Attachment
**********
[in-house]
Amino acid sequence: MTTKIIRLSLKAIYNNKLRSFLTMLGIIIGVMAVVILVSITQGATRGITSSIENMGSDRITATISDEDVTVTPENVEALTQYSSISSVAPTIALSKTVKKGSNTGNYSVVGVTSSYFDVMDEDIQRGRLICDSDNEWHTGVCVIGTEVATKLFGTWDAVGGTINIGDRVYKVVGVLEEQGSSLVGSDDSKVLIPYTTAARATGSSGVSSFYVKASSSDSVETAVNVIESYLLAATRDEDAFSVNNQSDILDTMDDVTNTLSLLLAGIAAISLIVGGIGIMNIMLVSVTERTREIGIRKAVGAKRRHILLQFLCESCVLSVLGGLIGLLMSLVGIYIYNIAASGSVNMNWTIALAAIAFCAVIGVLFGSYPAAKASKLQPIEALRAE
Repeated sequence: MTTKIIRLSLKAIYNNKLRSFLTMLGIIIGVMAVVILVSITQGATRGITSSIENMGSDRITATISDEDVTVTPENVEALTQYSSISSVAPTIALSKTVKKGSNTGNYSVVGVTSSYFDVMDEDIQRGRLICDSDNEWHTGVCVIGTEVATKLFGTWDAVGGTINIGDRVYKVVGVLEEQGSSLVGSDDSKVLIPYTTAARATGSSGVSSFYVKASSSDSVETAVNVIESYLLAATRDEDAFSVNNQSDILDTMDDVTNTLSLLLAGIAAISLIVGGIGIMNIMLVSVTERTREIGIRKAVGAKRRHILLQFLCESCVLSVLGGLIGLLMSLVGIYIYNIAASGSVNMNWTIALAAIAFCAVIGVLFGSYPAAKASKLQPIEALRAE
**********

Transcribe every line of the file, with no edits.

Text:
[in-house]
Amino acid sequence: MTTKIIRLSLKAIYNNKLRSFLTMLGIIIGVMAVVILVSITQGATRGITSSIENMGSDRITATISDEDVTVTPENVEALTQYSSISSVAPTIALSKTVKKGSNTGNYSVVGVTSSYFDVMDEDIQRGRLICDSDNEWHTGVCVIGTEVATKLFGTWDAVGGTINIGDRVYKVVGVLEEQGSSLVGSDDSKVLIPYTTAARATGSSGVSSFYVKASSSDSVETAVNVIESYLLAATRDEDAFSVNNQSDILDTMDDVTNTLSLLLAGIAAISLIVGGIGIMNIMLVSVTERTREIGIRKAVGAKRRHILLQFLCESCVLSVLGGLIGLLMSLVGIYIYNIAASGSVNMNWTIALAAIAFCAVIGVLFGSYPAAKASKLQPIEALRAE
Repeated sequence: MTTKIIRLSLKAIYNNKLRSFLTMLGIIIGVMAVVILVSITQGATRGITSSIENMGSDRITATISDEDVTVTPENVEALTQYSSISSVAPTIALSKTVKKGSNTGNYSVVGVTSSYFDVMDEDIQRGRLICDSDNEWHTGVCVIGTEVATKLFGTWDAVGGTINIGDRVYKVVGVLEEQGSSLVGSDDSKVLIPYTTAARATGSSGVSSFYVKASSSDSVETAVNVIESYLLAATRDEDAFSVNNQSDILDTMDDVTNTLSLLLAGIAAISLIVGGIGIMNIMLVSVTERTREIGIRKAVGAKRRHILLQFLCESCVLSVLGGLIGLLMSLVGIYIYNIAASGSVNMNWTIALAAIAFCAVIGVLFGSYPAAKASKLQPIEALRAE